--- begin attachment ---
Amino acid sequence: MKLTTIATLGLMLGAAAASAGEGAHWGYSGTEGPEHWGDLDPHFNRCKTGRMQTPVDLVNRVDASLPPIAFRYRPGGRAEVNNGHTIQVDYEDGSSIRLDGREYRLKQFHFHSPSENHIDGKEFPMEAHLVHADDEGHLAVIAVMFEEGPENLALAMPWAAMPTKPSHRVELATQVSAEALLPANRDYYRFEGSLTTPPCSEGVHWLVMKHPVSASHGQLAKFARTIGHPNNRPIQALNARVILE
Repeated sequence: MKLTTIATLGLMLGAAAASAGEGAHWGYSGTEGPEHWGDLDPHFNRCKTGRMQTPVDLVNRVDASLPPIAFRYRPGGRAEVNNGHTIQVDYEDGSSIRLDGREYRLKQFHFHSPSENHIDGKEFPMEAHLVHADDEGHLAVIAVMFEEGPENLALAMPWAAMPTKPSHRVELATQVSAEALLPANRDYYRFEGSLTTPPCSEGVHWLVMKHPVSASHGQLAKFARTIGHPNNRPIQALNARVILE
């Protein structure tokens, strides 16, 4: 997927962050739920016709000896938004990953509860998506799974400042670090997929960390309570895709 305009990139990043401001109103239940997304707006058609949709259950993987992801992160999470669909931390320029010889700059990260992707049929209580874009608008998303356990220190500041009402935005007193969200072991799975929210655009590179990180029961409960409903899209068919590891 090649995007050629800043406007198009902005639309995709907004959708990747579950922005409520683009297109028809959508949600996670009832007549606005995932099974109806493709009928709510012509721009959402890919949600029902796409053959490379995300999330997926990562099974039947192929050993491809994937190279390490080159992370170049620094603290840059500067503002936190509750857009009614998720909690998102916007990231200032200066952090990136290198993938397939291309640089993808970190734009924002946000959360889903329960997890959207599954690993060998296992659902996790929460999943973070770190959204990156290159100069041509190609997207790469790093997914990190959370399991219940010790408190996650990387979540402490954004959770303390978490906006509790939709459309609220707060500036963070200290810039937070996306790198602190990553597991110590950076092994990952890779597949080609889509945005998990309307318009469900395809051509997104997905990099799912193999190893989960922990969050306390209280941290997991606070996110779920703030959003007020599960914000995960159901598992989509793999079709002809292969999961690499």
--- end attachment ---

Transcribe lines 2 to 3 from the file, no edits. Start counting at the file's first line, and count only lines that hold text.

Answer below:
Repeated sequence: MKLTTIATLGLMLGAAAASAGEGAHWGYSGTEGPEHWGDLDPHFNRCKTGRMQTPVDLVNRVDASLPPIAFRYRPGGRAEVNNGHTIQVDYEDGSSIRLDGREYRLKQFHFHSPSENHIDGKEFPMEAHLVHADDEGHLAVIAVMFEEGPENLALAMPWAAMPTKPSHRVELATQVSAEALLPANRDYYRFEGSLTTPPCSEGVHWLVMKHPVSASHGQLAKFARTIGHPNNRPIQALNARVILE
């Protein structure tokens, strides 16, 4: 997927962050739920016709000896938004990953509860998506799974400042670090997929960390309570895709 305009990139990043401001109103239940997304707006058609949709259950993987992801992160999470669909931390320029010889700059990260992707049929209580874009608008998303356990220190500041009402935005007193969200072991799975929210655009590179990180029961409960409903899209068919590891 090649995007050629800043406007198009902005639309995709907004959708990747579950922005409520683009297109028809959508949600996670009832007549606005995932099974109806493709009928709510012509721009959402890919949600029902796409053959490379995300999330997926990562099974039947192929050993491809994937190279390490080159992370170049620094603290840059500067503002936190509750857009009614998720909690998102916007990231200032200066952090990136290198993938397939291309640089993808970190734009924002946000959360889903329960997890959207599954690993060998296992659902996790929460999943973070770190959204990156290159100069041509190609997207790469790093997914990190959370399991219940010790408190996650990387979540402490954004959770303390978490906006509790939709459309609220707060500036963070200290810039937070996306790198602190990553597991110590950076092994990952890779597949080609889509945005998990309307318009469900395809051509997104997905990099799912193999190893989960922990969050306390209280941290997991606070996110779920703030959003007020599960914000995960159901598992989509793999079709002809292969999961690499």